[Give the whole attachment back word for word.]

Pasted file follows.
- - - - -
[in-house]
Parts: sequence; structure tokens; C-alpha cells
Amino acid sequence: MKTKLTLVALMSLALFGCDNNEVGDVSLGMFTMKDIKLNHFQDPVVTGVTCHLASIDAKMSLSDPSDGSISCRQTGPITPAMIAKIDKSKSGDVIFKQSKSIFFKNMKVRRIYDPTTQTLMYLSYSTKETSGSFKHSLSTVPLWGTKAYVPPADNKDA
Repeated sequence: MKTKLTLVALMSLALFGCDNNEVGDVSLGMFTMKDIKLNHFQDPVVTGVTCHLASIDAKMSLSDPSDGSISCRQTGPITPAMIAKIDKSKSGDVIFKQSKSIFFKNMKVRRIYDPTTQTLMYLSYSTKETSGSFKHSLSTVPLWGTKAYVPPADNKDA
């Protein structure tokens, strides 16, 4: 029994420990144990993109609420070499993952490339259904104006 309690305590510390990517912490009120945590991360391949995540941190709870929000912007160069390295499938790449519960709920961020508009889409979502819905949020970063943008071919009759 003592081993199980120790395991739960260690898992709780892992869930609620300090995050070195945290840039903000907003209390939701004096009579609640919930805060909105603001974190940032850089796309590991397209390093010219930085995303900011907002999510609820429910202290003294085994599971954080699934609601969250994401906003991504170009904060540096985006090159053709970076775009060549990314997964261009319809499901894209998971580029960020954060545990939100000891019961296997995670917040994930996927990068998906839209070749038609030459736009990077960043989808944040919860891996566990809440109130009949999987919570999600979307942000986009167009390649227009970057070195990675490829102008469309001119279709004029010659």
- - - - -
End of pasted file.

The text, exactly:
[in-house]
Parts: sequence; structure tokens; C-alpha cells
Amino acid sequence: MKTKLTLVALMSLALFGCDNNEVGDVSLGMFTMKDIKLNHFQDPVVTGVTCHLASIDAKMSLSDPSDGSISCRQTGPITPAMIAKIDKSKSGDVIFKQSKSIFFKNMKVRRIYDPTTQTLMYLSYSTKETSGSFKHSLSTVPLWGTKAYVPPADNKDA
Repeated sequence: MKTKLTLVALMSLALFGCDNNEVGDVSLGMFTMKDIKLNHFQDPVVTGVTCHLASIDAKMSLSDPSDGSISCRQTGPITPAMIAKIDKSKSGDVIFKQSKSIFFKNMKVRRIYDPTTQTLMYLSYSTKETSGSFKHSLSTVPLWGTKAYVPPADNKDA
């Protein structure tokens, strides 16, 4: 029994420990144990993109609420070499993952490339259904104006 309690305590510390990517912490009120945590991360391949995540941190709870929000912007160069390295499938790449519960709920961020508009889409979502819905949020970063943008071919009759 003592081993199980120790395991739960260690898992709780892992869930609620300090995050070195945290840039903000907003209390939701004096009579609640919930805060909105603001974190940032850089796309590991397209390093010219930085995303900011907002999510609820429910202290003294085994599971954080699934609601969250994401906003991504170009904060540096985006090159053709970076775009060549990314997964261009319809499901894209998971580029960020954060545990939100000891019961296997995670917040994930996927990068998906839209070749038609030459736009990077960043989808944040919860891996566990809440109130009949999987919570999600979307942000986009167009390649227009970057070195990675490829102008469309001119279709004029010659």